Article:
The first thing that slaps me in the face is something I can’t say too much about, but it’s still worth a mention: It looks pretty foul. Yeah, I’m using a slightly broken WordPress theme myself, and I’ve not taken the time to clean it up. That doesn’t mean I can’t recognize another website with visual issues. The header appears to be three stock food photos of varying size stitched awkwardly together with a not-so-appetizing transparent embossed “Richmond” stretching nearly the full width. There’s the tag cloud, the 500-ish wasted pixels below every post dedicated to subscribing, tags, sharing, advertising, etc.
Oh yeah, the “advertising.” The entire website feels like an ill-conceived money-making project. There are four permanent spots for sponsor placement in addition to the banner ad at the end of each post. So far they’re all empty (though the banner advertising is BOTH “cheap” and “affordable”!). You know why? Because nobody really reads this website yet. It’s as if the site owner erected billboards in the middle of farm land that might possibly have a road built through it someday.
But you know what? You could have an ugly website littered with ad space and still have a winner if you have good content. The content, though, is the most unfortunate part of Food Around Richmond…
Problem #1: There have been five reviews since February 9th, and the first three were chains. Richmond is replete with outstanding and varied independent restaurants. It’s nearly criminal to start off a local food blog with a review of Outback Steakhouse.
Problem #2: Four of the five reviews have been well outside of the city limits. The only review of a restaurant in Richmond proper was for Weezie’s Kitchen.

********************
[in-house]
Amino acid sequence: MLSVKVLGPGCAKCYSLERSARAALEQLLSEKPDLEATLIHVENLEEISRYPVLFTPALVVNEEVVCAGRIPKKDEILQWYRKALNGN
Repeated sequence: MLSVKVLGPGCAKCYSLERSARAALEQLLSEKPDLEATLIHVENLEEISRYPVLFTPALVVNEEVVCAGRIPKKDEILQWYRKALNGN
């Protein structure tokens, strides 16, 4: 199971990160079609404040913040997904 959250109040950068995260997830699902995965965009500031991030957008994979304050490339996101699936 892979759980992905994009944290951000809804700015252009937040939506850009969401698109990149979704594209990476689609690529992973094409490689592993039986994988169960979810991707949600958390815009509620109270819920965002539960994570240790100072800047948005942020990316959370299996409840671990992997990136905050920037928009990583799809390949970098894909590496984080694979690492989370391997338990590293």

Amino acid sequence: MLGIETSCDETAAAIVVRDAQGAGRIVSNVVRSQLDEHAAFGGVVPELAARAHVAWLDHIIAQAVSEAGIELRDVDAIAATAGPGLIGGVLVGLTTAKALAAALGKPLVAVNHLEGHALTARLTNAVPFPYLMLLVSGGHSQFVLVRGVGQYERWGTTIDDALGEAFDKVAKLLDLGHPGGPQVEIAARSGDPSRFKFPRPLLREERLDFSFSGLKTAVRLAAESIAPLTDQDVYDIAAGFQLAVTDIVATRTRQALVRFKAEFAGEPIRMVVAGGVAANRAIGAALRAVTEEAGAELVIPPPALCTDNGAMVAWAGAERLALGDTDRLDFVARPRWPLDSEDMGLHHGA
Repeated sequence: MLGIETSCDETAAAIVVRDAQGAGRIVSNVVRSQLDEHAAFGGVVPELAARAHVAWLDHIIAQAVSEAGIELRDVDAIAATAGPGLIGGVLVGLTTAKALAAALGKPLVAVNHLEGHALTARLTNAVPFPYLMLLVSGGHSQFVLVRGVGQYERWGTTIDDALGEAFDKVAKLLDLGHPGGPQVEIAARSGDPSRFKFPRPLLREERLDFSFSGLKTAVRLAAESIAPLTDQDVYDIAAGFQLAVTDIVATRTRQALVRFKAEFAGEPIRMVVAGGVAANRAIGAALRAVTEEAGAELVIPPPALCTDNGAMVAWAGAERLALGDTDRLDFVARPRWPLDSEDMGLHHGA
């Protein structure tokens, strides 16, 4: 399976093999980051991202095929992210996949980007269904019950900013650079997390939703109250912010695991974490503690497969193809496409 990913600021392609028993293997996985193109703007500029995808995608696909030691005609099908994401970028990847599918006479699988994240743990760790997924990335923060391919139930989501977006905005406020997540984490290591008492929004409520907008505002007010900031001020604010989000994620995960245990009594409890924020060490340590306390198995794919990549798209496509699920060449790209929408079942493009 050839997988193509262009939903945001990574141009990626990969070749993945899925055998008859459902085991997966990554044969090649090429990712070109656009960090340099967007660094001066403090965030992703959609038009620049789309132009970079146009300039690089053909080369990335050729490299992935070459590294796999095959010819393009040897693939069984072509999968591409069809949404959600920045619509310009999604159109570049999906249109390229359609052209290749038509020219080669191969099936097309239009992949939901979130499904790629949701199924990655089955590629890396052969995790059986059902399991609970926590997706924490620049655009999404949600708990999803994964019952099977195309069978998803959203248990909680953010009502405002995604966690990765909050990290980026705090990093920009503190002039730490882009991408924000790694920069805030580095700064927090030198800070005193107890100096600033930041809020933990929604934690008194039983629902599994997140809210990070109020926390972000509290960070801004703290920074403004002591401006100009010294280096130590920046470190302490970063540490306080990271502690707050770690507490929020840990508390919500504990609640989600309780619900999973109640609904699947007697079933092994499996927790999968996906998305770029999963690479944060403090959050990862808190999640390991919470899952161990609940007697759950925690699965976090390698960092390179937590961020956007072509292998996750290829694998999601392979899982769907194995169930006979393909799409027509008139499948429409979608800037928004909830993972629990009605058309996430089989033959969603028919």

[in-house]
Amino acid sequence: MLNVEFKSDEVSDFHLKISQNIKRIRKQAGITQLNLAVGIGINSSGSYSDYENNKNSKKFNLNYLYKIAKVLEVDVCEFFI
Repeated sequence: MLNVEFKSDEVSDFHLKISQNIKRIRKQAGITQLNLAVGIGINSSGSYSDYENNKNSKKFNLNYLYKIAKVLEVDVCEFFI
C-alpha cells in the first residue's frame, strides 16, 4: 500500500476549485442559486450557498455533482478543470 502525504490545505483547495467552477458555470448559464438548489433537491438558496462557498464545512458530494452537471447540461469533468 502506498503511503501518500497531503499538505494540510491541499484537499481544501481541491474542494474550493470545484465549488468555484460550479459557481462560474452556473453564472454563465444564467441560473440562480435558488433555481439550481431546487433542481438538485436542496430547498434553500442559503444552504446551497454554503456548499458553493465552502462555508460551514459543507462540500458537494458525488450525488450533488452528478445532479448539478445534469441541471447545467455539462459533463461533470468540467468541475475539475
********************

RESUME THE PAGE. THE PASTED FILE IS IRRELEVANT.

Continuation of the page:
Problem #3: No links to restaurant websites. Sure, “the social networking application of Twitter and YouTube is cool,” (lifted directly from the site) but you can hardly talk about the social aspects of the web if you’re not linking to the websites of the restaurants you review. I know not every eatery has a website of their own, but that’s not the case for Weezie’s or the three chains reviewed on the site. Restaurant websites nearly always have menus, pictures, and other useful information, so it’s unfortunate that Food Around Richmond couldn’t include links.
Problem #4: The “twist of video” for each post doesn’t add much. I don’t expect a new site to have professional video production, but these short segments don’t serve the food well. The shots are often too close to focus, and the lighting is usually too dark which frequently leads to the food looking unappetizing.
Problem #5: Food blogging usually requires food writing, and the writing here just isn’t that good. I don’t mean to insult the author(s) because not everybody writes well. I don’t consider myself a good writer, but you don’t have to be a good performer to recognize whether a performance is good. The style here is too direct, adding little more than simple descriptions and statements of fact.
It’s not that I expect a fledgling food blog to be A+ in it’s first few weeks, but there are already several solid food columns and blogs in the Richmond area that you can’t avoid good examples if you spend five minutes looking for them. I don’t mean to say that you shouldn’t start your own food blog just because there are some out there, but it would be hard to take you seriously if you’re just more noise instead of at least standing tall among the existing players. If the goal is to rake in some advertising dollars, as seems to be the point with Food Around Richmond, you have to do at least as well as Richmond.com. I just don’t see that so far.
If you want a broader perspective of food in the Richmond area, check out Richmond Good Life’s sprawling aggregation of reviews, etc. You’ll find links to plenty of worthy Richmond food reads and even write-ups of restaurants by other blogs/sites around town.